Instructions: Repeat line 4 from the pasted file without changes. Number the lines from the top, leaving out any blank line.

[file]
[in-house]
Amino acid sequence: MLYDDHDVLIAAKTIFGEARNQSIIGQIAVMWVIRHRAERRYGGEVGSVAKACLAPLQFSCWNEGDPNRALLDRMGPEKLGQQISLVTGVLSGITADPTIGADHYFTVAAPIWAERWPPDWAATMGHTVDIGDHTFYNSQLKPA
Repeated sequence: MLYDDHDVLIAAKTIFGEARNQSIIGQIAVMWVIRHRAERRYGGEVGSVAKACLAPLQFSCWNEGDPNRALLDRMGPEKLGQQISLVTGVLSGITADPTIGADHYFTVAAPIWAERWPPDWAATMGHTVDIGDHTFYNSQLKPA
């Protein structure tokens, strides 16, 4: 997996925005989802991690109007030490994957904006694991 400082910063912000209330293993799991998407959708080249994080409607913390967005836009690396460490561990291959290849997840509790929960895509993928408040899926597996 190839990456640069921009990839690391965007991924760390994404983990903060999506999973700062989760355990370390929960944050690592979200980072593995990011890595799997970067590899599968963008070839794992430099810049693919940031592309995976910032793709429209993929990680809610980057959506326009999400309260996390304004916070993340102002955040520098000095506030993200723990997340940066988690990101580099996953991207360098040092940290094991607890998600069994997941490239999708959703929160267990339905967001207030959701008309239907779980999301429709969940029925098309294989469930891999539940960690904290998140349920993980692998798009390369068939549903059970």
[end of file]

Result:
């Protein structure tokens, strides 16, 4: 997996925005989802991690109007030490994957904006694991 400082910063912000209330293993799991998407959708080249994080409607913390967005836009690396460490561990291959290849997840509790929960895509993928408040899926597996 190839990456640069921009990839690391965007991924760390994404983990903060999506999973700062989760355990370390929960944050690592979200980072593995990011890595799997970067590899599968963008070839794992430099810049693919940031592309995976910032793709429209993929990680809610980057959506326009999400309260996390304004916070993340102002955040520098000095506030993200723990997340940066988690990101580099996953991207360098040092940290094991607890998600069994997941490239999708959703929160267990339905967001207030959701008309239907779980999301429709969940029925098309294989469930891999539940960690904290998140349920993980692998798009390369068939549903059970």